The End of the Human Touch

hospitality minimum wage One Haus
Article contributed by Mike Hewitt, Founder of One Haus and Farm To Turntable

Has the end of the minimum wage hospitality employee arrived?

Looking at today’s market and trends, one would think the minimum wage hospitality employee is in serious danger of extinction. Automated systems, self-check outs, ATM like kiosks and other tech innovation is challenging the need for actual “hands” or hospitality all together in some cases.

How and why has this trend come about?

One can point to the need to counter the rising minimum wage in the sector, a more streamlined labor cost and improved bottom line. Is this indeed the place to cut corners, the first or last human contact with your guests?

Some might argue client-facing hospitality is the last place one should eliminate that interaction. That last chance to make a positive impact on a guest experience. Impersonal machines, to some, cheapen the brand, take a bit out of the service element one expects or is essentially paying for when going out to dine. Is this just a quick serve phenomenon? We would be hard pressed to see this at Danny Meyer’s Maialino, but Shake Shack? Maybe.

Confused wandering guests, personnel hired to “train” or direct guests through the self-check out process in store defeat the price cutting purpose, leaving less room for high touch engagement and more sheep herding of customers. Perhaps it is too early on to also gauge efficiency of these new “employees’ versus the traditional human element. Without the right platform, support, IT expertise etc, it could backfire.

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From our side of the business, we have seen, encouraged and embraced the Hybrid Role. A hybrid role is perhaps a solution to assist in cost cutting without affecting the guest experience. Some examples of this are combining the Assistant General Manager with the Service Manager, the General Manager with the sommelier, the Sous chef and grill/Sautee roles among others.

Combining 2 roles that are complimentary, at a higher salary, attracting top level talent while at the same time eliminating one role entirely from your P&L is another avenue. This strategy can have a great effect on a team, slimming down personnel while improving the team dynamic, morale and quality.

Rent, food cost, health care, and other rising variables are chocking the life out of smaller, up and coming restaurants in our nation, and although moving to other territories with a more sustainable cost of business is an option, it is not the case for most operators out there today. Charleston South Carolina, Portland Oregon, Baltimore, and other emerging markets have seen an influx of operators migrating for a better shot at making it. A lot of this is cost-derivative, not by choice.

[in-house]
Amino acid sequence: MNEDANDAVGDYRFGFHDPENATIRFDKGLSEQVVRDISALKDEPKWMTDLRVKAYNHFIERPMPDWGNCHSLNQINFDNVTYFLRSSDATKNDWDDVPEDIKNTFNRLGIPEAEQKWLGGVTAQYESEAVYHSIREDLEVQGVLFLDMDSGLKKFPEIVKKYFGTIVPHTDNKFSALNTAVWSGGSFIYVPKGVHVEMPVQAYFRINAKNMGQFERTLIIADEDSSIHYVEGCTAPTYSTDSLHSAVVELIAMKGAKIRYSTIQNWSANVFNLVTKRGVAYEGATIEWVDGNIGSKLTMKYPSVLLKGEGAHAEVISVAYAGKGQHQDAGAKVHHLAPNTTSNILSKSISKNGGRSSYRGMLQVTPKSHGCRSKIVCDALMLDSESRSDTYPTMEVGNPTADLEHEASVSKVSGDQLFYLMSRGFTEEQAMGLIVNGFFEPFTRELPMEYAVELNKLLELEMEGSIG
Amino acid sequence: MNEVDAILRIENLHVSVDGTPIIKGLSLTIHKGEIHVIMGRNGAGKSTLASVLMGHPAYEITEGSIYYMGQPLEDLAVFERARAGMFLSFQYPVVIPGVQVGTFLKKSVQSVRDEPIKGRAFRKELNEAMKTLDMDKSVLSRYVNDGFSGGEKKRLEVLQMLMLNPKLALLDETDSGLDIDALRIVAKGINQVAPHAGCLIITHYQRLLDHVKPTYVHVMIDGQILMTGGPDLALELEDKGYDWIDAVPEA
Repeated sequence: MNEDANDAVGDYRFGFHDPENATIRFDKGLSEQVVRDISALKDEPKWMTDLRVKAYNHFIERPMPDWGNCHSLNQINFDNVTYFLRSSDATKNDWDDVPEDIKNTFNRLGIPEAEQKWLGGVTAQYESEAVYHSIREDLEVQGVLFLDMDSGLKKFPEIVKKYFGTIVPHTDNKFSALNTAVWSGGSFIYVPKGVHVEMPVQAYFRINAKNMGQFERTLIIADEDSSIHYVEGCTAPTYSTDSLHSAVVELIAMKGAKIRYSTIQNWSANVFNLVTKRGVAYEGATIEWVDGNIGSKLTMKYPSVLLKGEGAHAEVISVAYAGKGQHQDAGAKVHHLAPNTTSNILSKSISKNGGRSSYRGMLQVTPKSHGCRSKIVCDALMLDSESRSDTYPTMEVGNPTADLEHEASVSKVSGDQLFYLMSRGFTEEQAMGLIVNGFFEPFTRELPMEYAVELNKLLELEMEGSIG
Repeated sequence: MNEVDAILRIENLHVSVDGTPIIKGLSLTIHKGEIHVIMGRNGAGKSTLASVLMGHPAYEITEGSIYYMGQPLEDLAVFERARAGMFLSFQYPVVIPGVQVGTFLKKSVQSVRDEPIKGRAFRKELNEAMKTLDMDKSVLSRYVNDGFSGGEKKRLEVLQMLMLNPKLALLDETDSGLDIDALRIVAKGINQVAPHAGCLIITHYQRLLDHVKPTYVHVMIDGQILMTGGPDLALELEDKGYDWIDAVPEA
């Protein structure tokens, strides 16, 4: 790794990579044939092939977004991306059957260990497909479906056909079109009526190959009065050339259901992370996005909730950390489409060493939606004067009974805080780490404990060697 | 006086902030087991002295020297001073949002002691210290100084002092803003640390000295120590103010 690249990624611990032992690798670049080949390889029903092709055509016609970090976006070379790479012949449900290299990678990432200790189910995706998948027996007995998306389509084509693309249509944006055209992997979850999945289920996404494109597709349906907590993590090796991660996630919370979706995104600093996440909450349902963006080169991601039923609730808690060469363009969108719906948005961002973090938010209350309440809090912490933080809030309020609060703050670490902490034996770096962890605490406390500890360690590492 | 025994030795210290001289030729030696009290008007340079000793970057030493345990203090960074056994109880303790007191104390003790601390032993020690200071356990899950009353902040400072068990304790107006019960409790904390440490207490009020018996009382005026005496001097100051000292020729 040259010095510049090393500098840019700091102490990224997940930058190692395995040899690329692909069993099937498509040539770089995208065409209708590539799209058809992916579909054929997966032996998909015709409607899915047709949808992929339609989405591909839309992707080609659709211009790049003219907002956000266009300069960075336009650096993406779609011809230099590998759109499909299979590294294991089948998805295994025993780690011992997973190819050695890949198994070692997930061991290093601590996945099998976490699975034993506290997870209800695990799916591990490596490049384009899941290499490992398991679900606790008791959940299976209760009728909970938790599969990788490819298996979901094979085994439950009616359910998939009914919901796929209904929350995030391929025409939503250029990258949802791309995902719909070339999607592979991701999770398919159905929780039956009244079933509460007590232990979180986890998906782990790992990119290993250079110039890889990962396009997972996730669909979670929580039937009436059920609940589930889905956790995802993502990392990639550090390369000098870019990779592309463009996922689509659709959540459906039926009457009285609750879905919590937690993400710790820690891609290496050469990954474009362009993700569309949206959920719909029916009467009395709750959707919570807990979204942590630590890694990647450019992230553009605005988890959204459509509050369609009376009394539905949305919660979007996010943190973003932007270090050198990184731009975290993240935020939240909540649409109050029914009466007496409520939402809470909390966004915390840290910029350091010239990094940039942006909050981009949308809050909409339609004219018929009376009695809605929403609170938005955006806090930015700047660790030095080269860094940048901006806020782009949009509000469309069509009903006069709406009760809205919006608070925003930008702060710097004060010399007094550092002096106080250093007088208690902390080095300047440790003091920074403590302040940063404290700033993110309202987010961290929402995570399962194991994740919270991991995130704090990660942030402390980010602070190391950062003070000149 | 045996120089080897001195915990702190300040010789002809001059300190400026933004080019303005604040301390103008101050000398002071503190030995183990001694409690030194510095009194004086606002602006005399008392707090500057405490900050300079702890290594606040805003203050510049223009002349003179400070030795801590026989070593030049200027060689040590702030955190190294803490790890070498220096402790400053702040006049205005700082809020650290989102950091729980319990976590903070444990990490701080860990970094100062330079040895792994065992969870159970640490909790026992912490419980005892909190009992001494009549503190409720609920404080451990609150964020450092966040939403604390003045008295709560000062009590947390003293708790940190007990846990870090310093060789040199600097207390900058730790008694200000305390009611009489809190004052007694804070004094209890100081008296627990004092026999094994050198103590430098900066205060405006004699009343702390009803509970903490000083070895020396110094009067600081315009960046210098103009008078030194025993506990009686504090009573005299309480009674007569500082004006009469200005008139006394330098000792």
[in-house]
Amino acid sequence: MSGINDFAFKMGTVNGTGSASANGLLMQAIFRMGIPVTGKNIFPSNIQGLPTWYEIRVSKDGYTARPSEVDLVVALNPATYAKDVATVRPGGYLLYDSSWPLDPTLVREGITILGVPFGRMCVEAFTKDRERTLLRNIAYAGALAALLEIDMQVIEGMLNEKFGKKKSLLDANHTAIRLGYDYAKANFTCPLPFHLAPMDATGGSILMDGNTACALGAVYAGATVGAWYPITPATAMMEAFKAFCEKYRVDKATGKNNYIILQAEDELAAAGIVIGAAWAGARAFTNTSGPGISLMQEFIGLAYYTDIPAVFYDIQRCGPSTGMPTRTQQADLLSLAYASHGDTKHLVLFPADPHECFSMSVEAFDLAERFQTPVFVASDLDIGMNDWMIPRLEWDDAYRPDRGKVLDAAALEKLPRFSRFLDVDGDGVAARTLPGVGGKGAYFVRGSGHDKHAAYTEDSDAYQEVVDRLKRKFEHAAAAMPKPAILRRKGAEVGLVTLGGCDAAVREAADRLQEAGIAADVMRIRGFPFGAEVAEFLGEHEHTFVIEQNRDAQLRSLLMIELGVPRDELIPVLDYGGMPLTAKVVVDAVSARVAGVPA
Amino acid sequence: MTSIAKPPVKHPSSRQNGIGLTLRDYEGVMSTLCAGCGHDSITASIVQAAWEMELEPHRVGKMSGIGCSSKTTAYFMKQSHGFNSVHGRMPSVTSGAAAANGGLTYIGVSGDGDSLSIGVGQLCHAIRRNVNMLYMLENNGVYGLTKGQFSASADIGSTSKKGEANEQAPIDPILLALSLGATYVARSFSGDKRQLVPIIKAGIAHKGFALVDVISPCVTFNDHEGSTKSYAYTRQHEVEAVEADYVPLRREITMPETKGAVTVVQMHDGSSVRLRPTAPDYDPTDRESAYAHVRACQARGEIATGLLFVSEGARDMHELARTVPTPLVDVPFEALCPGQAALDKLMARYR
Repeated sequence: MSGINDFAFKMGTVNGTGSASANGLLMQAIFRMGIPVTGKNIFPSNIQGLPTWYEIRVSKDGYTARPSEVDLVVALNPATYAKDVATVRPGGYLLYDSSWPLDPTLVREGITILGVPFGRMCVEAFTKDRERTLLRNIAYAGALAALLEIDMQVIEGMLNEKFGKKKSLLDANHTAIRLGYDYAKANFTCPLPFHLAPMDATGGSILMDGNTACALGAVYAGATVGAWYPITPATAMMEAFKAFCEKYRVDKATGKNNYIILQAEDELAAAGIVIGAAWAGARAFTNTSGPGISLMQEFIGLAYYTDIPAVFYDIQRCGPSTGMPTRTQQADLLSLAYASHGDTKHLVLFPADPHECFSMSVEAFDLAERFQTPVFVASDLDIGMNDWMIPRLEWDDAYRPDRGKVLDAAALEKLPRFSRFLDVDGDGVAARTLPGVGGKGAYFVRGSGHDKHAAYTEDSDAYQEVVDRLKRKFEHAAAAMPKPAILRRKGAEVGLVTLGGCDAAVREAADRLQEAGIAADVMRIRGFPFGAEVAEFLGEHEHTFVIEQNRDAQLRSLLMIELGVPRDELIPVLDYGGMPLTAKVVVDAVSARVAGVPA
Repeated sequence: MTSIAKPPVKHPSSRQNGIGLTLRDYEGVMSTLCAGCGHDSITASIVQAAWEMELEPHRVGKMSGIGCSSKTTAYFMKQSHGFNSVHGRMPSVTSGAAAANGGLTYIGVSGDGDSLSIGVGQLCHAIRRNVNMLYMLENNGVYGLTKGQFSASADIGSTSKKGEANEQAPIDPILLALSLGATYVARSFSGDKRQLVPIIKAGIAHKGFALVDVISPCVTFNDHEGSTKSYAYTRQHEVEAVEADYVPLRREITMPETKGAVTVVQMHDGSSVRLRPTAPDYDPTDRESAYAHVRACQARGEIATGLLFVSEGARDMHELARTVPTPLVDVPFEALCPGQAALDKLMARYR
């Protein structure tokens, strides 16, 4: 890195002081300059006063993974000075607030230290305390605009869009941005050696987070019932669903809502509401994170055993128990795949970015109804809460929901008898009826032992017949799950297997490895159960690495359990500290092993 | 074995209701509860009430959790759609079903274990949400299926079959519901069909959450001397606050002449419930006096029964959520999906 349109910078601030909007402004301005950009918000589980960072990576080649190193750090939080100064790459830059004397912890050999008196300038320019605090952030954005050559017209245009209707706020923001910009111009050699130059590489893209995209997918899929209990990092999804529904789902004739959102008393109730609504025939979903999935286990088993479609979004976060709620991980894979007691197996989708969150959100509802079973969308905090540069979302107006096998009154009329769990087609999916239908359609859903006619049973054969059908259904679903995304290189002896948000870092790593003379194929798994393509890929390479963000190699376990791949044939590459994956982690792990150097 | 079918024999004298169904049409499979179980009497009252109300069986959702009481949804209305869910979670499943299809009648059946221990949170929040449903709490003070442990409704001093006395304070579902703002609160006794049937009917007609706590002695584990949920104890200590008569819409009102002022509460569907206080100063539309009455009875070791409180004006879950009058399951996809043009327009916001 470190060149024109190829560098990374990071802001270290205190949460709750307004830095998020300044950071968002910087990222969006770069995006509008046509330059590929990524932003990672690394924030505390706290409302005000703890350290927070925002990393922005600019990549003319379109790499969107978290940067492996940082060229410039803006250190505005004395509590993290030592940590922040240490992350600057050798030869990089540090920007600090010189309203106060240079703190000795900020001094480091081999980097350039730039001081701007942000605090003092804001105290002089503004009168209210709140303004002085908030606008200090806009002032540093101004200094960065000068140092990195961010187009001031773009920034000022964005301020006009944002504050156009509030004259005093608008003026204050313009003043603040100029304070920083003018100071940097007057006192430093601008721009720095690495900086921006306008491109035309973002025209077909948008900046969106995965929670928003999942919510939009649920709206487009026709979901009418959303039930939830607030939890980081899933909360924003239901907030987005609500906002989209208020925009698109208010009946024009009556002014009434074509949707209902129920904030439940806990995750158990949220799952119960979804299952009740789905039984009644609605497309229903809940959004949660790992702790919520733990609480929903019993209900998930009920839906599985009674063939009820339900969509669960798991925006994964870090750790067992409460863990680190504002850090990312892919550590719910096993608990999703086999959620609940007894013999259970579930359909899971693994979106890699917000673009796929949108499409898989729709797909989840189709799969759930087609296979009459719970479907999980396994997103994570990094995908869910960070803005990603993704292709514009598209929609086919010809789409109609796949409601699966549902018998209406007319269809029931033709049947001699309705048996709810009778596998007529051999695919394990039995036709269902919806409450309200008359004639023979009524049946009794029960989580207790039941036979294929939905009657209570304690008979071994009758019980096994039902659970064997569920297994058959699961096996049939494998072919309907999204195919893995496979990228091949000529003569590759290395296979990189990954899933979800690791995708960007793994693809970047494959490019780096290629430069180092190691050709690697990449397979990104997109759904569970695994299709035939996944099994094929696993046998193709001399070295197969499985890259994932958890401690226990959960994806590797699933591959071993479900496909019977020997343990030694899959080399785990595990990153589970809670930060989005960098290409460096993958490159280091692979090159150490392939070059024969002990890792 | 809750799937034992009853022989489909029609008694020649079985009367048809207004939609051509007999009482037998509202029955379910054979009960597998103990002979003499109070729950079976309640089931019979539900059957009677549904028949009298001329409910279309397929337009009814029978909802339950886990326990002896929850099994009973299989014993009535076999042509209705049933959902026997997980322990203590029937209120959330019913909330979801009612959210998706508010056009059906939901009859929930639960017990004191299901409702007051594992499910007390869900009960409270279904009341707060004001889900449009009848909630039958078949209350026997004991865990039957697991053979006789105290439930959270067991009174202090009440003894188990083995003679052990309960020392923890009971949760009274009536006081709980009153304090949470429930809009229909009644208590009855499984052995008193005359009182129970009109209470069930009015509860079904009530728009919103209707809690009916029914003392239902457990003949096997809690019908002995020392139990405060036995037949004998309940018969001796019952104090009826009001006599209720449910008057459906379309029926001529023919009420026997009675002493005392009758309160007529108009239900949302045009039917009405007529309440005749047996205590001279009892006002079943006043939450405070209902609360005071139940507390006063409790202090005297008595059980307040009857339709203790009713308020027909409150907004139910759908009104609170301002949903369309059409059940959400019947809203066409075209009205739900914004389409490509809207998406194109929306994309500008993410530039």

The labor dilemma is a hot topic, coupled with the perfect storm of a thinned-out labor force, new expectations from a new generation, and retention. Yes, retention, more than recruitment. While finding top talent has always proven to be a treacherous challenge, making sure talent stays with you is taking a front seat in the discussion. Operators are getting creative with perks, incentives, bonuses and other “tools” to keep the good ones. I’d say being nice, keeping your end of the bargain and treating them with respect would quell most of their worries. The “you are lucky to have this job” attitude of yesteryear must give way to the “what can I do to retain this great employee”. Needless to say, skill set, motivation, stability and work ethic needs to be there on the employee side. Easier said than done.

Have operators given up on people, in our beloved people business? Has training, developing and nurturing entry level staff given way to the plug and play variety of software? Only time will tell if the era of the low skilled, manual labor in our cafes, restaurants and hotels will prevail, or the machines will take over.

One Haus Principal & Headhunter Mike Hewitt has over twenty years of experience in the hospitality industry, ranging from operations, brand development, human resources, consulting and recruiting . With this extensive insight ranging from fine dining to fast casual, large restaurant groups to single mom & pop operations, Mike brings a deep understanding of operator  needs, having been there once himself. Mike’s approach to recruiting focuses on assessing company culture and honing in on a particular candidates’ specific skill set to make the match. He has a post graduate degree in Hotel & Restaurant Management from the Ecole Hoteliere de Lausanne.